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I am using LM2596 Step Down module to regulate 12VDC to 5VDC on a pcb board.

enter image description here

The board specs are: Voltage = 5 VDC Current = 3 Amps

Normally the setting on the module will be correct and the output correctly tuned to 5V. BUT, for some reason if it isn't, it will fry the electronics on the board.

How would you suggest overvoltage-overcurrent protection be put in place in this scenario?

I can't seem to find such high ampere rated OV/OC protection IC available on the marker. If you know one, kindly name it in the answer.

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  • \$\begingroup\$ This is an XY problem. What you really need to do is monitor the output and kill the regulators input if and when the voltage goes over 5.3V or whatever. \$\endgroup\$ – Trevor_G Nov 2 '17 at 14:36
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    \$\begingroup\$ Why do you need to? First test and adjust/fix/reject any modules that don't meet the need. Second, if you have need for redundancy, add something to measure the voltage and current, and use the LM2596's shutdown input to shut it off if they are exceeeded. \$\endgroup\$ – Brian Drummond Nov 2 '17 at 14:37
  • \$\begingroup\$ @Trevor what will be that something which monitors and kills the input :P \$\endgroup\$ – Mohsin Nov 2 '17 at 14:41
  • \$\begingroup\$ As far as I can see there are only 7 or 8 parts on that thing... why the heck would you not just copy the design in your system and get rid of that POT. \$\endgroup\$ – Trevor_G Nov 2 '17 at 14:49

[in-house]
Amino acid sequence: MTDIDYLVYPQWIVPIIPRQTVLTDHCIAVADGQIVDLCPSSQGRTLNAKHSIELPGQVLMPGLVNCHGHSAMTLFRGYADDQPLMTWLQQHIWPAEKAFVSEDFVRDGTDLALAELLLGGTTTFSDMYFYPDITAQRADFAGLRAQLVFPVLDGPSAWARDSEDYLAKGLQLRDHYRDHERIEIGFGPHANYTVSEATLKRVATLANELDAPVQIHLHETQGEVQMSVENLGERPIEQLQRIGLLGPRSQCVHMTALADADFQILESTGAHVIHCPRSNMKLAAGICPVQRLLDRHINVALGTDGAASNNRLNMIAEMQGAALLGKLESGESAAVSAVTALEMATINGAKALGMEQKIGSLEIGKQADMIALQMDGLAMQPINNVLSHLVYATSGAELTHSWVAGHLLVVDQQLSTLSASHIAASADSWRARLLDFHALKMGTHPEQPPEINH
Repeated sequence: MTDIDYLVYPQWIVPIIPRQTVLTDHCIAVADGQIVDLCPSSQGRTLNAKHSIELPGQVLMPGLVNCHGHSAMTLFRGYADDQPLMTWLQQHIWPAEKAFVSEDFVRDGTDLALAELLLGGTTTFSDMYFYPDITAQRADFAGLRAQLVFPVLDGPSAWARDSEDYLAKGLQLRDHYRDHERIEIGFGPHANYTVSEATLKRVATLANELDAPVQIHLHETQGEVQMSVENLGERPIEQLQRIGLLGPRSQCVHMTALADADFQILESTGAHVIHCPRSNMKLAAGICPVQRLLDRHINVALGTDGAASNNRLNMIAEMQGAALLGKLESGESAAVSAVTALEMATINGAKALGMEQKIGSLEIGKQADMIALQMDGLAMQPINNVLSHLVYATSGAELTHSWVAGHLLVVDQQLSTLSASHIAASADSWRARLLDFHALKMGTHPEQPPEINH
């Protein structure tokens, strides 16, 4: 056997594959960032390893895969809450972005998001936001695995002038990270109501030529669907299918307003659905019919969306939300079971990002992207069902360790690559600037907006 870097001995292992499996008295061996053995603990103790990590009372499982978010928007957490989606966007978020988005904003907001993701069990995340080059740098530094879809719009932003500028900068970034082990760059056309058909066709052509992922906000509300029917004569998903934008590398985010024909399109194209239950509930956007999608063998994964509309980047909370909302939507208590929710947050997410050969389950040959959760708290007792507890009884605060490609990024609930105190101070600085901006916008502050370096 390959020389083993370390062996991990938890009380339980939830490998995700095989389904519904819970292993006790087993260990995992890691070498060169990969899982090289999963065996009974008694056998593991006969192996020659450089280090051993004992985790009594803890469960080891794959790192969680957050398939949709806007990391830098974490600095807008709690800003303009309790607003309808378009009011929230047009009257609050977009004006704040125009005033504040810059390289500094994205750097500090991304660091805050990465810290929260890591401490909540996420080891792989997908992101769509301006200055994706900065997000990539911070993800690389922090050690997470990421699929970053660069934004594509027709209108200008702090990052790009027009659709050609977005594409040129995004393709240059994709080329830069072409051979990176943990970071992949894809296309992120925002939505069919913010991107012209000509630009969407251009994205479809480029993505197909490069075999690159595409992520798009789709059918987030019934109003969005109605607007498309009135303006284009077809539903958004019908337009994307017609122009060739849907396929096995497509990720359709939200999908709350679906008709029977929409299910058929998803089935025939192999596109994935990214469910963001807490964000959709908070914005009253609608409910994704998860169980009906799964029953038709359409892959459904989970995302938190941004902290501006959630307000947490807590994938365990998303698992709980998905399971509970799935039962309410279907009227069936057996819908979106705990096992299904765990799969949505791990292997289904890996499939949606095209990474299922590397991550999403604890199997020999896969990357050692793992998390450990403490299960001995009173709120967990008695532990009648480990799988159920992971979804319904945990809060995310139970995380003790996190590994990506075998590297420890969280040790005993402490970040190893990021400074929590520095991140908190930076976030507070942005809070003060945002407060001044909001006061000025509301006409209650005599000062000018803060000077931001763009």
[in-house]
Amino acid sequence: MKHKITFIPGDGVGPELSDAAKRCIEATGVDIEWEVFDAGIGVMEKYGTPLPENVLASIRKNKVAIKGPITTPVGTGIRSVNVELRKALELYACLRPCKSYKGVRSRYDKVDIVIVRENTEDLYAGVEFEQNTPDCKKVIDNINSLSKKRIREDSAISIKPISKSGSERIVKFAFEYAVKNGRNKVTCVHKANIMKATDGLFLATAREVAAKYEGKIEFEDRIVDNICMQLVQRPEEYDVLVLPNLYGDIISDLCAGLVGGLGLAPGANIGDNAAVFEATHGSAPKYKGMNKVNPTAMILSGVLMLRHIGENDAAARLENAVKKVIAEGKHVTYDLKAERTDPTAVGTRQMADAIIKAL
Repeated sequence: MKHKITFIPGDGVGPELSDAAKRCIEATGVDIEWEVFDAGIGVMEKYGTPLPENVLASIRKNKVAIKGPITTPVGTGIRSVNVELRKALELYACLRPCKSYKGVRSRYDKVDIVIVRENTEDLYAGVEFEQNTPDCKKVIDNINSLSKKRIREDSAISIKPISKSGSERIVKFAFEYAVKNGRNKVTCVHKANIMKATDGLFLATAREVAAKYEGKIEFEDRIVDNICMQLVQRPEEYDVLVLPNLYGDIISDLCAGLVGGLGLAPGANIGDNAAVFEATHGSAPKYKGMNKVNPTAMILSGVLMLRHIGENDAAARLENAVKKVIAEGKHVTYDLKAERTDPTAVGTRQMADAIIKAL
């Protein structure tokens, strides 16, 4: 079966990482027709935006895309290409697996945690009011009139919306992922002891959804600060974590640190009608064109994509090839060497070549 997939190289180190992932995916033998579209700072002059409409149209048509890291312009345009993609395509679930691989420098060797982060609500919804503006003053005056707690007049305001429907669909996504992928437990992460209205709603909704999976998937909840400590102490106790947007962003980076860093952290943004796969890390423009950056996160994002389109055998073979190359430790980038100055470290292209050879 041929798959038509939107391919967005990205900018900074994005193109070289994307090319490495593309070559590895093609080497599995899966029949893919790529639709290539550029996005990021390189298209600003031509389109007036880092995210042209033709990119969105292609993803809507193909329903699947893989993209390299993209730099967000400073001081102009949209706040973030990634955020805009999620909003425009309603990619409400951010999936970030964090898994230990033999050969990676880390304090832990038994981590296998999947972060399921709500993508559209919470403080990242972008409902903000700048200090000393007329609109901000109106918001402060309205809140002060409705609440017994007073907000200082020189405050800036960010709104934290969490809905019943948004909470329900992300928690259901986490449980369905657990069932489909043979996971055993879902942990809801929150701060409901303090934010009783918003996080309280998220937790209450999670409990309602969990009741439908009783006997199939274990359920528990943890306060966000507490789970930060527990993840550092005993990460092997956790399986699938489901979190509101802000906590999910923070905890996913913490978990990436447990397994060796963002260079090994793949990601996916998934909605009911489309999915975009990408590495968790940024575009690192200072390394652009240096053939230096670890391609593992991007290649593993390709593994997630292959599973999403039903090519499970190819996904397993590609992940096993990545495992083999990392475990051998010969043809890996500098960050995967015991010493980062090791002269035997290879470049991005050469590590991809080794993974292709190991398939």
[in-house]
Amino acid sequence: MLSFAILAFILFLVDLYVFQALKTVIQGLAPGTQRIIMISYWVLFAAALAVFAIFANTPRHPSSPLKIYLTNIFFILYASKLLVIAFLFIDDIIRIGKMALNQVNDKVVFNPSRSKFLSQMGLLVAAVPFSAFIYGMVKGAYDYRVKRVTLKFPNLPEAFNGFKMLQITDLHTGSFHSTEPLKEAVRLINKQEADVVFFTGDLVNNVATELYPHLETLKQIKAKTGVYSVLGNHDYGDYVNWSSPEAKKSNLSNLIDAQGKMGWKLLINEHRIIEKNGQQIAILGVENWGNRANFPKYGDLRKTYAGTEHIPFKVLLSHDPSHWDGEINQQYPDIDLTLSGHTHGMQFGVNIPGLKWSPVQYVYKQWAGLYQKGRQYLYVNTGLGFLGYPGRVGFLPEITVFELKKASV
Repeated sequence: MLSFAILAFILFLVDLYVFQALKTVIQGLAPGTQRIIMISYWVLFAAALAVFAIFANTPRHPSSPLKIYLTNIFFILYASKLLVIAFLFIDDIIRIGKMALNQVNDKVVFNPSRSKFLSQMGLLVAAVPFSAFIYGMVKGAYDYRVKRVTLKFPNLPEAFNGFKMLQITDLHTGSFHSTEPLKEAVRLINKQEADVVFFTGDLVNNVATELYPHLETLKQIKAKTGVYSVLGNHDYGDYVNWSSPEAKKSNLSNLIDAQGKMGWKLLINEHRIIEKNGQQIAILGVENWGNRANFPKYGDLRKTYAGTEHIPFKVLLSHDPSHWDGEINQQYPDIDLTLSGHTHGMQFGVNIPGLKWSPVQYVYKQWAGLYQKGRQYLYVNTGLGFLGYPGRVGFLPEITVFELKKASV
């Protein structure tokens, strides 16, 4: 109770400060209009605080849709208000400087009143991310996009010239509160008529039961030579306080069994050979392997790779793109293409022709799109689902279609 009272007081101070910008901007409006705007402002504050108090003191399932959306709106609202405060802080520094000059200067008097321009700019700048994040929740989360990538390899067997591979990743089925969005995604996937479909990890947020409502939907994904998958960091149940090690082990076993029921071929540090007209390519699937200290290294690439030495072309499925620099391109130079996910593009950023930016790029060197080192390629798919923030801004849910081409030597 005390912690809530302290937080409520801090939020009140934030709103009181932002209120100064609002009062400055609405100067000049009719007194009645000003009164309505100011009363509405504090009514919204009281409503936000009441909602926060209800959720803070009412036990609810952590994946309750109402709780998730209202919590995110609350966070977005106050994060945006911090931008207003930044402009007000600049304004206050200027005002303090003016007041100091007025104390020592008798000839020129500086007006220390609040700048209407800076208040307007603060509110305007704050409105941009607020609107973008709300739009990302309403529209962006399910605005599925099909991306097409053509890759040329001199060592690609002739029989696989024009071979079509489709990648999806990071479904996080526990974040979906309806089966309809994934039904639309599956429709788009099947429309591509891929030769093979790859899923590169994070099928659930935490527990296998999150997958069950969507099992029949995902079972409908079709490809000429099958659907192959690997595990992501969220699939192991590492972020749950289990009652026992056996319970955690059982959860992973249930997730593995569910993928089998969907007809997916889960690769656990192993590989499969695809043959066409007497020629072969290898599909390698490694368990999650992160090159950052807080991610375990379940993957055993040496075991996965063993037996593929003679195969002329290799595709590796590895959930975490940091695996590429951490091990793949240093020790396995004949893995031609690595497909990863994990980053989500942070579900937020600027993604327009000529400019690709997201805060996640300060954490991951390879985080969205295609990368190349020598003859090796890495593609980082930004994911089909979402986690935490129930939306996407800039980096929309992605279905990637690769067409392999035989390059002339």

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    \$\begingroup\$ Why not use the fixed 5 V version of the LM2596? \$\endgroup\$ – Andrew Morton Nov 2 '17 at 14:58
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You could use something more complex like LTC4366HDDB-2#PBF to Limit the voltage. But based on my experience overvoltage protection is rather unusual at the output of a DCDC converter.

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  • \$\begingroup\$ The IC you mentioned is quite complex and I am not worried about surges. I am worried that due to human error, if someone forgot to tune the varistor on the board to set the output voltage to 5V, the board will receive more than 5V thus damaging electronics. \$\endgroup\$ – Mohsin Nov 2 '17 at 14:37
  • \$\begingroup\$ That's not a varistor it's a potentiometer. And if you're worried about somebody fiddling with it, replace it with fixed resistors. \$\endgroup\$ – Brian Drummond Nov 2 '17 at 14:46
  • \$\begingroup\$ I am worried that due to human error Then why not deal with that then? Make sure all boards are set to output 5 V before they are used. When set to 5 V fix the screw in position with some glue, lacquer, nail polish even. Then instruct whoever connects the modules to the rest of the electronics not to use modules without a fixed screw. \$\endgroup\$ – Bimpelrekkie Nov 2 '17 at 14:55
  • \$\begingroup\$ @Mohsin seriously, if this is for production, DO NOT tie your livelihood to someone else's gizmo. If they go belly up, or can't meet your supply demands, you are screwed. It's OK to use these patch board for prototyping, but never use them in a product. Not unless you can source, and afford to buy enough of them NOW to last the lifetime of YOUR product. \$\endgroup\$ – Trevor_G Nov 2 '17 at 15:30
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Just monitor the output and shut the regulator off if it goes over a zener voltage.

schematic

simulate this circuit – Schematic created using CircuitLab

But really, the power supply board is pretty trivial. You would be much better to recreate it in your design with a fixed voltage output.

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